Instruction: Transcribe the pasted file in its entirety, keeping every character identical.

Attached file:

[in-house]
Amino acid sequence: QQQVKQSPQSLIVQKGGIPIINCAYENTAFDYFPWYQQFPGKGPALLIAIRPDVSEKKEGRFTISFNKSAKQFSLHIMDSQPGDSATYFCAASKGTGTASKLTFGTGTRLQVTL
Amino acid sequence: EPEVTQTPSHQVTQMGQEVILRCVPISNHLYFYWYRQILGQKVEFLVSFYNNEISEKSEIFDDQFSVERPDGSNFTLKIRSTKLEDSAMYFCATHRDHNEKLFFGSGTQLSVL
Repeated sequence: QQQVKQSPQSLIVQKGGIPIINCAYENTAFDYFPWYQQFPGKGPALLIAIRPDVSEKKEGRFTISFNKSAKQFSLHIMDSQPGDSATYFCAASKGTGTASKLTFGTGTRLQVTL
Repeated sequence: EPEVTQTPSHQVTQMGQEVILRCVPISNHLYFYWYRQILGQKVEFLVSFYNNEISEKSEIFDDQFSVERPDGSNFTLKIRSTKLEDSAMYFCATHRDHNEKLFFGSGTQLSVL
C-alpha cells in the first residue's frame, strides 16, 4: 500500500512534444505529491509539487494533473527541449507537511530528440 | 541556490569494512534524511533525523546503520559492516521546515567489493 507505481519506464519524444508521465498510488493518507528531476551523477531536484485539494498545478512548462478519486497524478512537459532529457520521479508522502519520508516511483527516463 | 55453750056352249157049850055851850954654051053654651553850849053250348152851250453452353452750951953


[in-house]
Amino acid sequence: QQQVKQSPQSLIVQKGGIPIINCAYENTAFDYFPWYQQFPGKGPALLIAIRPDVSEKKEGRFTISFNKSAKQFSLHIMDSQPGDSATYFCAASKGTGTASKLTFGTGTRLQVTL
Amino acid sequence: EPEVTQTPSHQVTQMGQEVILRCVPISNHLYFYWYRQILGQKVEFLVSFYNNEISEKSEIFDDQFSVERPDGSNFTLKIRSTKLEDSAMYFCATHRDHNEKLFFGSGTQLSVL
Repeated sequence: QQQVKQSPQSLIVQKGGIPIINCAYENTAFDYFPWYQQFPGKGPALLIAIRPDVSEKKEGRFTISFNKSAKQFSLHIMDSQPGDSATYFCAASKGTGTASKLTFGTGTRLQVTL
Repeated sequence: EPEVTQTPSHQVTQMGQEVILRCVPISNHLYFYWYRQILGQKVEFLVSFYNNEISEKSEIFDDQFSVERPDGSNFTLKIRSTKLEDSAMYFCATHRDHNEKLFFGSGTQLSVL
C-alpha cells in the first residue's frame, strides 16, 4: 500500500512534444505529491509539487494533473527541449507537511530528440 | 541556490569494512534524511533525523546503520559492516521546515567489493 507505481519506464519524444508521465498510488493518507528531476551523477531536484485539494498545478512548462478519486497524478512537459532529457520521479508522502519520508516511483527516463 | 55453750056352249157049850055851850954654051053654651553850849053250348152851250453452353452750951953